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Thomas CALVEY, Plaintiff-Appellant, v. VILLAGE OF WALTON HILLS, OHIO, Village of Walton Hills Police Department, David Kwiatkowski, and Thomas Cercek, Defendants-Appellees.
Plaintiff Thomas Calvey appeals the district court's grant of summary judgment in favor of Defendants on all of Plaintiff's federal constitutional and state constitutional and common law claims in this 42 U.S.C. § 1983 action. We AFFIRM.
FACTUAL AND PROCEDURAL HISTORY
In 2017, the brother and mother of Plaintiff purchased and titled, in the names of the brother and mother only, a home located in Walton Hills, Ohio. In March 2018, Plaintiff moved into that residence.
On June 7, 2018, Plaintiff's brother called the Village of Walton Hills Police Department to report that Plaintiff suffered an injury. Police Department Chief Stanley Jaworkski, Sergeant David Kwiatkowski, and Officers Thomas Cercek and Thomas Koth responded, as domestic violence was suspected. It was determined that Plaintiff's brother assaulted Plaintiff. On June 21, 2018, Plaintiff's brother pleaded guilty to a reduced charge stemming from his assault on Plaintiff. On June 22, 2018, Plaintiff obtained an ex parte Domestic Violence Protection Order against his brother. Among other things, the order granted Plaintiff “exclusive possession of the residence” and ordered “law enforcement agencies, including but not limited to WALTON HILLS POLICE ․ to remove [Plaintiff's brother] from” the residence. That order did not mention Plaintiff's mother. The day after the issuance of the order, an officer removed Plaintiff's brother from the residence.
Between June 15, 2018, and July 27, 2018, Plaintiff's mother received care for an injury she sustained during the incident and did not reside in the residence during that time. However, on July 16, 2018, Plaintiff's mother obtained an ex parte Domestic Violence Protection Order of her own against Plaintiff. That order prevented Plaintiff from entering the residence “even with the permission of [Plaintiff's mother].”
On July 27, 2018, Plaintiff's mother called the Village of Walton Hills Police Department in an attempt to remove Plaintiff from the residence pursuant to her domestic violence order. Sergeant Kwiatkowski and another officer responded to the call. A decision was made to allow Plaintiff to remain in the home but to be confined to certain areas of it. The officers warned Plaintiff that he was not to have contact with his mother or else he would be arrested.
On July 28, 2018, Plaintiff's mother called the police department twice. In her first call, she alleged that Plaintiff had stolen her mail. About an hour later, she called again and stated that Plaintiff was in the kitchen screaming and yelling at her. Officer Cercek and another officer responded both times and informed Plaintiff's mother that she could be arrested for giving false information, to which she then admitted that Plaintiff had not been screaming or yelling at her.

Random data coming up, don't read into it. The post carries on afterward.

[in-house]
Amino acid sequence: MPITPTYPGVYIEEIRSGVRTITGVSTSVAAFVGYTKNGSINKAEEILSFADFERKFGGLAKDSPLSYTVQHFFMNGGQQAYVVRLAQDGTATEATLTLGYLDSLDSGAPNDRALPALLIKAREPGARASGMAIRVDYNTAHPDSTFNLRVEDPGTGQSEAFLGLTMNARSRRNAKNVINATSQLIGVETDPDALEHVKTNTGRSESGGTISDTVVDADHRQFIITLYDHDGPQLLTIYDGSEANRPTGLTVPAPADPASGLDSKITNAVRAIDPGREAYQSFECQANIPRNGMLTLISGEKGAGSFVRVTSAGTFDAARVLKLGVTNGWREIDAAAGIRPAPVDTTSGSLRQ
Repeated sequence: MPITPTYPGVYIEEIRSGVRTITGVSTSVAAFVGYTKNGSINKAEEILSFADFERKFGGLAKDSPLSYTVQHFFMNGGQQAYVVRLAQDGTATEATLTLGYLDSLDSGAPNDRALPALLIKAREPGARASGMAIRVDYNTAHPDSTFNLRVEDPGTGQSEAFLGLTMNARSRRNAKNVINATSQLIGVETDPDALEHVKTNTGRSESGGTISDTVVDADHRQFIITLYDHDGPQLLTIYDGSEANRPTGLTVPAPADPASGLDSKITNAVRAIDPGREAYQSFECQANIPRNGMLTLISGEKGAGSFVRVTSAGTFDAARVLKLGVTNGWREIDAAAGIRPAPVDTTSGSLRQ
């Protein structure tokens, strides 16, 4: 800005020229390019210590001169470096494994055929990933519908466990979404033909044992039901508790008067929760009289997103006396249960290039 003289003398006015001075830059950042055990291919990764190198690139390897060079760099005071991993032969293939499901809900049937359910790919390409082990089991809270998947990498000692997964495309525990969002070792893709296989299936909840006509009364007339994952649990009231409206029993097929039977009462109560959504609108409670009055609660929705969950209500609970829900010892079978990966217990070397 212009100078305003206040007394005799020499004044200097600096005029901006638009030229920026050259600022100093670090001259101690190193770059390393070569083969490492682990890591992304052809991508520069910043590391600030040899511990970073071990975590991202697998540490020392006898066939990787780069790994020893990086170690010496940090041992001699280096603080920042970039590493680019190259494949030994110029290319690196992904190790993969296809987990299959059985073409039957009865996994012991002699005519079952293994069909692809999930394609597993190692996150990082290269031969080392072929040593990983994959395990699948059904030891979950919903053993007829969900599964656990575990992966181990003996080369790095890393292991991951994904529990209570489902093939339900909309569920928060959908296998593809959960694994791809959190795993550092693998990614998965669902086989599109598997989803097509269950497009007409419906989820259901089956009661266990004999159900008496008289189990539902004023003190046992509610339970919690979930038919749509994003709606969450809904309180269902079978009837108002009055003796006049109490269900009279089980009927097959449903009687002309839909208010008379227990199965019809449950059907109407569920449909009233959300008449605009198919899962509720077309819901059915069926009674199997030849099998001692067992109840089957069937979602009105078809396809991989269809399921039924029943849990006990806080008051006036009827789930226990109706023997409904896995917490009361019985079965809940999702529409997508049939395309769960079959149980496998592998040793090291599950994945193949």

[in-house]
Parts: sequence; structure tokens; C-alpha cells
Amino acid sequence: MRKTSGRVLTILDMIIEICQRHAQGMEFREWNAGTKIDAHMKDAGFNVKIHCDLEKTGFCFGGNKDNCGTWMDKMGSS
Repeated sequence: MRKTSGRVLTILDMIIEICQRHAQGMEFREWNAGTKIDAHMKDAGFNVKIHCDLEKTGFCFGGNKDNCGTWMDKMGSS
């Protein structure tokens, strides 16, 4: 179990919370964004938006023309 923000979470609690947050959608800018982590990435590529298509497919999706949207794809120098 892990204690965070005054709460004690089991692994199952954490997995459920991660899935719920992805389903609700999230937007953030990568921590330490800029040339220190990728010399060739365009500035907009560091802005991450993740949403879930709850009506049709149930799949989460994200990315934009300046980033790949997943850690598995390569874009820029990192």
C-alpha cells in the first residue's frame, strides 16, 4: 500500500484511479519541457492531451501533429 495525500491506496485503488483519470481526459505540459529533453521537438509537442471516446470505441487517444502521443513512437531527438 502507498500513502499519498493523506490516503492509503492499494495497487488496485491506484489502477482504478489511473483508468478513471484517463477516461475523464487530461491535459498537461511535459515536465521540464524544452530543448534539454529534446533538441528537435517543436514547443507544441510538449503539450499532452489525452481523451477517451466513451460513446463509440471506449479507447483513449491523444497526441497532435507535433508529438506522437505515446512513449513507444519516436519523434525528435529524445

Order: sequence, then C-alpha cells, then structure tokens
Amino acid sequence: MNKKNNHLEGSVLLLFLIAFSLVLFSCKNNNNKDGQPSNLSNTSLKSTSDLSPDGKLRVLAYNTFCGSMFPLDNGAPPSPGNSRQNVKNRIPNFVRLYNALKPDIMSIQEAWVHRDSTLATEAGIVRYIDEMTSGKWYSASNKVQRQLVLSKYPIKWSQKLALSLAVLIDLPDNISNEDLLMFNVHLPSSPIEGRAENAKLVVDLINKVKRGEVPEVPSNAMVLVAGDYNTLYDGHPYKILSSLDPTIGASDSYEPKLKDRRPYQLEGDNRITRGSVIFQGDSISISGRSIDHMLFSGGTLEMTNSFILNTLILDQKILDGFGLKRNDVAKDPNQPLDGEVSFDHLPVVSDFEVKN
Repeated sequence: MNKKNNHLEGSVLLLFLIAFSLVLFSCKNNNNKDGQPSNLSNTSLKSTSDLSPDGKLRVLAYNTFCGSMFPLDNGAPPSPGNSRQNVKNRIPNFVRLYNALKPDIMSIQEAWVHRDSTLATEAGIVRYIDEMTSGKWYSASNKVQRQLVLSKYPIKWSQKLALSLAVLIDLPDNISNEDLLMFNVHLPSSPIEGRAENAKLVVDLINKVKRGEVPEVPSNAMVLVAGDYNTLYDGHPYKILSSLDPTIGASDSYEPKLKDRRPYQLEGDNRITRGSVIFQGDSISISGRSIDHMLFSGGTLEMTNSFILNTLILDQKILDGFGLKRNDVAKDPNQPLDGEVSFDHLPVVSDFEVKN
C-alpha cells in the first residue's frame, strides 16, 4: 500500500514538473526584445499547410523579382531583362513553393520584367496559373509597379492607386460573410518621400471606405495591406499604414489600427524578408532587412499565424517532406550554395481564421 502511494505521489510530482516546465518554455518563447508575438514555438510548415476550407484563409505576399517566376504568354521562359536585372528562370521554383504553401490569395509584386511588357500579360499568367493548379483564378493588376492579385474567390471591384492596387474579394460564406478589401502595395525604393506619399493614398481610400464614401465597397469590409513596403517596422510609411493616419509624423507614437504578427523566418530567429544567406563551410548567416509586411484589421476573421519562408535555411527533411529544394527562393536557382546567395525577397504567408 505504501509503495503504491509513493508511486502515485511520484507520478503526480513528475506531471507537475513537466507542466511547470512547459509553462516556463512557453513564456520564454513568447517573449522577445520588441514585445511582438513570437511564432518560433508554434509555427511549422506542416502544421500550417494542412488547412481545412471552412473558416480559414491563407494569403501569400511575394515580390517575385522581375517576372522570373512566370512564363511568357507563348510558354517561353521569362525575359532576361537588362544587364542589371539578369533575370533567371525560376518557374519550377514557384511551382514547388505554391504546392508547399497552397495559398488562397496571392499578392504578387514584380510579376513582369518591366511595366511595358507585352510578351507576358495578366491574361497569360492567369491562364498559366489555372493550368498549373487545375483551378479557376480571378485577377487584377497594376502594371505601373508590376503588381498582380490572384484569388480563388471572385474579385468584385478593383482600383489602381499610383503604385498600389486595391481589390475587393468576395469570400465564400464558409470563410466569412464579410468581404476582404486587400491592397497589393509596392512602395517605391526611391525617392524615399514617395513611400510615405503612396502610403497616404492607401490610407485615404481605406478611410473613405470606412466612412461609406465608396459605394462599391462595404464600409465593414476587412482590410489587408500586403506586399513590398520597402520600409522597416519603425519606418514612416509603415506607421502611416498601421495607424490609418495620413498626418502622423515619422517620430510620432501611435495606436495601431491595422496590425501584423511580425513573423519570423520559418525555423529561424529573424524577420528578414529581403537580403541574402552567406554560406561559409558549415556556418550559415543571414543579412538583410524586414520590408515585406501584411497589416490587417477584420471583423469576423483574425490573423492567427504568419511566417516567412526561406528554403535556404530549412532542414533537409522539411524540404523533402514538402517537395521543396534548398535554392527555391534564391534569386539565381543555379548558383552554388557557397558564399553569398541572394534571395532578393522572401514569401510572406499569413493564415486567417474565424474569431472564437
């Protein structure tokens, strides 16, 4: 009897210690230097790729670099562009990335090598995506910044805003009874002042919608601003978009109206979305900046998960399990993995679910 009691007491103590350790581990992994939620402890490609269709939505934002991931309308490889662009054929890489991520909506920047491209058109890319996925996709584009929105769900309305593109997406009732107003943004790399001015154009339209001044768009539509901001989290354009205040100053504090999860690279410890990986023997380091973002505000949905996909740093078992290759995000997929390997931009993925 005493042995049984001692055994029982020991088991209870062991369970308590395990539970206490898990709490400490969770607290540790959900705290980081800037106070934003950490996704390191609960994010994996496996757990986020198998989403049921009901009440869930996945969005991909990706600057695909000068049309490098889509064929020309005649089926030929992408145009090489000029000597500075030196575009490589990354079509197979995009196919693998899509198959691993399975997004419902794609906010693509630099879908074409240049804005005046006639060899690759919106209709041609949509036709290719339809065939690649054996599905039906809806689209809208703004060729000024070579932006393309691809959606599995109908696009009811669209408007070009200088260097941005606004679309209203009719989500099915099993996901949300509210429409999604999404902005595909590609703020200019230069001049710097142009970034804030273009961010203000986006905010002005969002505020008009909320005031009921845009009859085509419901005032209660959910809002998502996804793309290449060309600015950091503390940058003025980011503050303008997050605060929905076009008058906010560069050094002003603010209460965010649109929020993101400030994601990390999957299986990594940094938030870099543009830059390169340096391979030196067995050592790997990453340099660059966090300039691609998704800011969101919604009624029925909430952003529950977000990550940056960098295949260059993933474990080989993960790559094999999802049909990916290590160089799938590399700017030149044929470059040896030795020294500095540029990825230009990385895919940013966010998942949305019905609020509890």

On July 29, 2018, Plaintiff's mother again called the police department and stated that she was having difficulty breathing after an encounter with Plaintiff. She told Kwiatkowski, the responding officer, that she could not find cereal and bread to make breakfast. She said that Plaintiff told her that the food was his and that she was not allowed to have it and started yelling at her. Kwiatkowski told Plaintiff that he was going to remove Plaintiff from the premises in fifteen minutes, to which Plaintiff then agreed to leave. After Plaintiff left the residence, Kwiatkowski permitted Plaintiff's brother to return to the residence.
On July 30, 2018, Kwiatkowski notified all police department personnel that state court clarification was needed on the competing domestic violence orders, and until such clarification was obtained, Plaintiff should be arrested if he returned to the residence.
On January 11, 2019, that clarification came—the state court issued a final order granting Plaintiff exclusive possession of the premises. Although Plaintiff's mother was, once again, not named as a respondent on the order, the order states, “[t]he Court finds that the exclusion of [Plaintiff's mother] ․ from the ․ residence ․ is equitable and fair to bring about the cessation of domestic violence against [Plaintiff].” On January 28, 2019, Sergeant Walsh and two other officers of the Police Department removed Plaintiff's brother from the premises but refused to remove Plaintiff's mother without an eviction notice. Plaintiff's mother and brother permanently left the residence in February 2019, taking Plaintiff's personal property with them.